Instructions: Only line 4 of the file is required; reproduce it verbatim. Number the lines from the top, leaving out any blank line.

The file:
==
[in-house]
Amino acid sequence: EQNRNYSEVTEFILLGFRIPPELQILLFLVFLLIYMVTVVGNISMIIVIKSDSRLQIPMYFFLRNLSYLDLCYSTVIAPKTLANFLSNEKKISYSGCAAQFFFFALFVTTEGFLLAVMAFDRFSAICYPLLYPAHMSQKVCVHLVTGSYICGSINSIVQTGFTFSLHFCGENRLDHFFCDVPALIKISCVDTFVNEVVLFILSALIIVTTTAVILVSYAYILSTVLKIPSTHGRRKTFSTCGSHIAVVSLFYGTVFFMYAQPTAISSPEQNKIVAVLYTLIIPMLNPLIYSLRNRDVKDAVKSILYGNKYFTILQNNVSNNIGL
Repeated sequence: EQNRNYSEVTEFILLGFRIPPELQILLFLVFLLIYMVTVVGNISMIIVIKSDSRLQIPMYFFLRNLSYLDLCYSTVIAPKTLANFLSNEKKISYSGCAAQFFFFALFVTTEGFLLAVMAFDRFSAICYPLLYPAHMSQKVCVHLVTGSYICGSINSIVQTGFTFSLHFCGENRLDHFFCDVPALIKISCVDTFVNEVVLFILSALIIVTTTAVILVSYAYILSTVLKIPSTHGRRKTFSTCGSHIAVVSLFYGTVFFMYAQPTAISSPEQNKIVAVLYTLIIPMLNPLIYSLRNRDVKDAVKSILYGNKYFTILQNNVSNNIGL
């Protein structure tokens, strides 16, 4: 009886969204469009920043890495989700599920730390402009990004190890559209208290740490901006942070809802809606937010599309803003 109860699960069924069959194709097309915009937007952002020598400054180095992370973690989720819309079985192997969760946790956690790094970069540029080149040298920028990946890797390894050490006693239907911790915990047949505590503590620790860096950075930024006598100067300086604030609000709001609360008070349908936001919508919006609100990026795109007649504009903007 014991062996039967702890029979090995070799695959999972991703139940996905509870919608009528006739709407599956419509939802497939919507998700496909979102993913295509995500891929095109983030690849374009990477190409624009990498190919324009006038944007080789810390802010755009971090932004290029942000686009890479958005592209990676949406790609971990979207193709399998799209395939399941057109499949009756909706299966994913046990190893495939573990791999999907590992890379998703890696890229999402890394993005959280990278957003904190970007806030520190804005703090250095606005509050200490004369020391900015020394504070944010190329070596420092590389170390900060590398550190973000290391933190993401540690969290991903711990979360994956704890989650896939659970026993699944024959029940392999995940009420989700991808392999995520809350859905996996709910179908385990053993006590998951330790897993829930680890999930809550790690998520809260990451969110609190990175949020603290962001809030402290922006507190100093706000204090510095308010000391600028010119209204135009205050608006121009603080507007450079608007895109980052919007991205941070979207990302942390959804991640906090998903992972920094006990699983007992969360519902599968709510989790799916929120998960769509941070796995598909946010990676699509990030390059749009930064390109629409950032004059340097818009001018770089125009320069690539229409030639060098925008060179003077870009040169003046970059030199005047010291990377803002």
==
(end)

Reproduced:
């Protein structure tokens, strides 16, 4: 009886969204469009920043890495989700599920730390402009990004190890559209208290740490901006942070809802809606937010599309803003 109860699960069924069959194709097309915009937007952002020598400054180095992370973690989720819309079985192997969760946790956690790094970069540029080149040298920028990946890797390894050490006693239907911790915990047949505590503590620790860096950075930024006598100067300086604030609000709001609360008070349908936001919508919006609100990026795109007649504009903007 014991062996039967702890029979090995070799695959999972991703139940996905509870919608009528006739709407599956419509939802497939919507998700496909979102993913295509995500891929095109983030690849374009990477190409624009990498190919324009006038944007080789810390802010755009971090932004290029942000686009890479958005592209990676949406790609971990979207193709399998799209395939399941057109499949009756909706299966994913046990190893495939573990791999999907590992890379998703890696890229999402890394993005959280990278957003904190970007806030520190804005703090250095606005509050200490004369020391900015020394504070944010190329070596420092590389170390900060590398550190973000290391933190993401540690969290991903711990979360994956704890989650896939659970026993699944024959029940392999995940009420989700991808392999995520809350859905996996709910179908385990053993006590998951330790897993829930680890999930809550790690998520809260990451969110609190990175949020603290962001809030402290922006507190100093706000204090510095308010000391600028010119209204135009205050608006121009603080507007450079608007895109980052919007991205941070979207990302942390959804991640906090998903992972920094006990699983007992969360519902599968709510989790799916929120998960769509941070796995598909946010990676699509990030390059749009930064390109629409950032004059340097818009001018770089125009320069690539229409030639060098925008060179003077870009040169003046970059030199005047010291990377803002």